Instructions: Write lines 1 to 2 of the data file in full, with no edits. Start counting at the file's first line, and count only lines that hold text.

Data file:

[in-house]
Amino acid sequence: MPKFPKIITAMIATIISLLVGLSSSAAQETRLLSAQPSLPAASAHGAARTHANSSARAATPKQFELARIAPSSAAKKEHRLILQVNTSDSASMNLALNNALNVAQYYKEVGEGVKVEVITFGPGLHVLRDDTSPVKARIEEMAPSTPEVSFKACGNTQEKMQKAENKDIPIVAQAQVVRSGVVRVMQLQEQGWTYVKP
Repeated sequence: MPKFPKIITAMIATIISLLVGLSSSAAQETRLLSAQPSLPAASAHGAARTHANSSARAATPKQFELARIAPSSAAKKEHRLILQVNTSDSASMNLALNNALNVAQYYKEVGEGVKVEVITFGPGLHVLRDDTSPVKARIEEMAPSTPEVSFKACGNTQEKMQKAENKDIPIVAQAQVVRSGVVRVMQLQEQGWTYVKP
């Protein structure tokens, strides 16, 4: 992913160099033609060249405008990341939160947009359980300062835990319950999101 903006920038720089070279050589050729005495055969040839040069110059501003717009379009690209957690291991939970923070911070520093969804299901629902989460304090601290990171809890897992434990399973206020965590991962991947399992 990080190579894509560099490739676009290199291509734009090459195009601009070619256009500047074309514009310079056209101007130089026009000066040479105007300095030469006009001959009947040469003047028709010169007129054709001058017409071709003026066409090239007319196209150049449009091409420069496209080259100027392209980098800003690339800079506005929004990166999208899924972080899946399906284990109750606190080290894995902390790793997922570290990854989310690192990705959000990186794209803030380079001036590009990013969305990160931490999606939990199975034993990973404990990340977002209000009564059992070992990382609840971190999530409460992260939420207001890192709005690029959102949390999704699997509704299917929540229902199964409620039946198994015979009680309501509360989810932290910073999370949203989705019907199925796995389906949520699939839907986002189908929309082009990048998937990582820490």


[in-house]
Amino acid sequence: MPKFPKIITAMIATIISLLVGLSSSAAQETRLLSAQPSLPAASAHGAARTHANSSARAATPKQFELARIAPSSAAKKEHRLILQVNTSDSASMNLALNNALNVAQYYKEVGEGVKVEVITFGPGLHVLRDDTSPVKARIEEMAPSTPEVSFKACGNTQEKMQKAENKDIPIVAQAQVVRSGVVRVMQLQEQGWTYVKP